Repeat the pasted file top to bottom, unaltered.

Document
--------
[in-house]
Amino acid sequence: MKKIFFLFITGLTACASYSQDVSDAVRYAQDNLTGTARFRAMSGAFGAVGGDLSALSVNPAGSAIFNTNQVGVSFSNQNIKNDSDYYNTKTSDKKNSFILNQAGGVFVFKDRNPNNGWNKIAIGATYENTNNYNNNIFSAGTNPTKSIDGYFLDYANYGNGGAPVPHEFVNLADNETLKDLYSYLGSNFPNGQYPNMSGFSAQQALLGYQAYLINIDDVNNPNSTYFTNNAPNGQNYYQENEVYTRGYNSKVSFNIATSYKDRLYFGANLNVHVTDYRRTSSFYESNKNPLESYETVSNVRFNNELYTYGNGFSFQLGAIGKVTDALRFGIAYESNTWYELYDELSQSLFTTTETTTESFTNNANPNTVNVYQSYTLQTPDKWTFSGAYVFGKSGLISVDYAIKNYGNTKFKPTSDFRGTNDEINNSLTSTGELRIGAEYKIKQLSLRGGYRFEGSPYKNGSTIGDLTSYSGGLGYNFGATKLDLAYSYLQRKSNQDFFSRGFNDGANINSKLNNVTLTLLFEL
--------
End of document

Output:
[in-house]
Amino acid sequence: MKKIFFLFITGLTACASYSQDVSDAVRYAQDNLTGTARFRAMSGAFGAVGGDLSALSVNPAGSAIFNTNQVGVSFSNQNIKNDSDYYNTKTSDKKNSFILNQAGGVFVFKDRNPNNGWNKIAIGATYENTNNYNNNIFSAGTNPTKSIDGYFLDYANYGNGGAPVPHEFVNLADNETLKDLYSYLGSNFPNGQYPNMSGFSAQQALLGYQAYLINIDDVNNPNSTYFTNNAPNGQNYYQENEVYTRGYNSKVSFNIATSYKDRLYFGANLNVHVTDYRRTSSFYESNKNPLESYETVSNVRFNNELYTYGNGFSFQLGAIGKVTDALRFGIAYESNTWYELYDELSQSLFTTTETTTESFTNNANPNTVNVYQSYTLQTPDKWTFSGAYVFGKSGLISVDYAIKNYGNTKFKPTSDFRGTNDEINNSLTSTGELRIGAEYKIKQLSLRGGYRFEGSPYKNGSTIGDLTSYSGGLGYNFGATKLDLAYSYLQRKSNQDFFSRGFNDGANINSKLNNVTLTLLFEL